EARLY INTERVENTION

Newborn ear screening will curb hearing loss burden, says medic

Doctor says chronic ear infections can lead to deafness

In Summary

• Hearing loss may then lead to other difficulties, including delayed learning and behavioural problems.

• More than 600,000 Kenyans cannot hear properly and many more might lose their sense of hearing due to extremely noise-polluted environments. 

Doctor Richard Mwangi performs an ear check-up on on patient at his IncusEar Hearing and ENT Centre located along Ngong Road.
RISING CASES: Doctor Richard Mwangi performs an ear check-up on on patient at his IncusEar Hearing and ENT Centre located along Ngong Road.
Image: MAGDALINE SAYA

More than half of all hearing loss cases can be prevented with early intervention.

Doctor Richard Mwangi says that unlike other disabilities, you cannot point out an individual among the crowd and say they have a hearing impairment as it is not visible.

Chronic ear infections are a common cause of deafness in children, especially in developing countries.  Hearing loss may lead to other difficulties, including delayed learning and behavioural problems.

“When a child has congenital issues like congenital hearing impairment, there is no way we could avoid that, but it could have been rehabilitated,” the medic told the Star in his office on Monday.

He said Kenyan parents look for help when a child is about four years old. 

“When a child is born, they have to be assessed. If the child fails the newborn hearing screening, it is repeated after three months and if the child fails again, it is repeated at six months. Should the child fail at six months, the diagnostic test is done and the process of rehab starts.”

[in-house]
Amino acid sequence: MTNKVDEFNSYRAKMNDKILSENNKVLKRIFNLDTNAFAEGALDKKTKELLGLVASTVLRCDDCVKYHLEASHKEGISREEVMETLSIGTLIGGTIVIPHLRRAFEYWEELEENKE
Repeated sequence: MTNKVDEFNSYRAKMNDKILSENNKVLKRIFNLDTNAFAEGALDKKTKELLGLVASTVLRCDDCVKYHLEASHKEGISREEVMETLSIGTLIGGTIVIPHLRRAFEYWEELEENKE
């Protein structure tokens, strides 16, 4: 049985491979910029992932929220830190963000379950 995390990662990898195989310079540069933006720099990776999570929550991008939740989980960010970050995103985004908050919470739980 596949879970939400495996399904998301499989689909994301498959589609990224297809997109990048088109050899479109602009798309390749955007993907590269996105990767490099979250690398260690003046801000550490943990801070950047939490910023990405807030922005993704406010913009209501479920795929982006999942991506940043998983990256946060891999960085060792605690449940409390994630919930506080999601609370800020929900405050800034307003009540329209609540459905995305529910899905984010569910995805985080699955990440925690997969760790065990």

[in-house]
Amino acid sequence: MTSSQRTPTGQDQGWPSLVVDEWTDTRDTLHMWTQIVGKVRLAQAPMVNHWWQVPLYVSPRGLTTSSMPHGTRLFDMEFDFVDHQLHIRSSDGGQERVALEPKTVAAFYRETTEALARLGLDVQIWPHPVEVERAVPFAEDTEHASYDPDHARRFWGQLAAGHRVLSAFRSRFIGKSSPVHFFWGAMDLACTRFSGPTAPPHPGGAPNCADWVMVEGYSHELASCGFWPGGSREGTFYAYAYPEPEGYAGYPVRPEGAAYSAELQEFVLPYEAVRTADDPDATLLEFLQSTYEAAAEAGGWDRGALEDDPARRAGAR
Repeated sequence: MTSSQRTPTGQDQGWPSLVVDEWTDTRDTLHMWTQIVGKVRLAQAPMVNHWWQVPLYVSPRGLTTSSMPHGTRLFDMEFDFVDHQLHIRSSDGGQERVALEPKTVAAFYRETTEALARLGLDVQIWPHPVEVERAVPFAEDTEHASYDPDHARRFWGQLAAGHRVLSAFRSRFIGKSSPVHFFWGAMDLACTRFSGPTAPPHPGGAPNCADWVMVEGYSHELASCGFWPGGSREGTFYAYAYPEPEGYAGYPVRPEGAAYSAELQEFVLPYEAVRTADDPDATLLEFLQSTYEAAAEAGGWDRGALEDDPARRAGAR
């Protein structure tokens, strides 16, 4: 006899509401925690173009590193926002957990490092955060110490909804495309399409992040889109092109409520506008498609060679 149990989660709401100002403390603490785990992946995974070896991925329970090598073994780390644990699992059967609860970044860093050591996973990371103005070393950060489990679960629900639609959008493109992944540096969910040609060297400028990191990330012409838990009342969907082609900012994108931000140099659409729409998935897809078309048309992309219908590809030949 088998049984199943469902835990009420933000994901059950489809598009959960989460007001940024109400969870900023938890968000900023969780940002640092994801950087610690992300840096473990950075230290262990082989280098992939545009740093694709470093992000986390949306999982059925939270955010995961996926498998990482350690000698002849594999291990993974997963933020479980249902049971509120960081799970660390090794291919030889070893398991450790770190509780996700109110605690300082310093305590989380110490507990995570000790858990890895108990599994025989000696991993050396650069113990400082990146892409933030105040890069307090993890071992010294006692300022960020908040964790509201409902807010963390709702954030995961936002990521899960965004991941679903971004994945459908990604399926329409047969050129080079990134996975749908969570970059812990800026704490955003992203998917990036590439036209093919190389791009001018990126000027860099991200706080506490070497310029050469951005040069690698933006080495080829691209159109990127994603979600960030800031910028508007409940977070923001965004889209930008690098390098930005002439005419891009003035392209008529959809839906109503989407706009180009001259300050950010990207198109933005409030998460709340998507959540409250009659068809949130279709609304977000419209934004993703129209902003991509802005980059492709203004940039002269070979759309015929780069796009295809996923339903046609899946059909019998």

Infection may also spread with further complications. One per cent of children in Kenya may suffer from these ear infections. 

More than 600,000 Kenyans cannot hear properly and many more might lose their sense of hearing due to extremely noise-polluted environments in their workplace and in public transport vehicles that play loud music in spite of prohibitive laws. Hence, the People with Disability Act, 2003, requires all public broadcasting stations to incorporate sign language in their television programmes, including news, talk shows, documentaries and educational programmes. 

“When a parent is told that their child has a problem, the denial phase starts. Some opt for herbal medicine and by then the child continues to grow. By the time you are thinking of help it is too late,” Mwangi noted. 

“Seek help first. We should encourage newborn screening so that by the time the child is turning one year, we are able to tell whether the child can hear or not."

Impairment in hearing has risen in the past two decades, with data showing that one out of every 10 people suffers from the problem. Twenty years ago, hearing problems were estimated to affect between five and eight people out of every 100 Kenyans, or less than one in every 10. 

The World Health Organization estimates that unaddressed hearing loss poses an annual global cost of $750 billion (Sh75 trillion). This includes health sector costs (excluding the cost of hearing devices), costs of educational support, loss of productivity and societal costs.

The medic, however, notes that some causes such as old age and traumatic experiences are unfortunate causes that can’t be prevented. 

To ensure hearing loss is noticed as early as possible, all people should check their hearing from time to time, especially those who are at a higher risk. They include people who often listen to loud music, work in noisy places and use medicines that are harmful to hearing, or who are above 60 years old.

And to facilitate hearing checks, the WHO last year developed a mobile and web-based software application for screening. 

Edited by R.Wamochie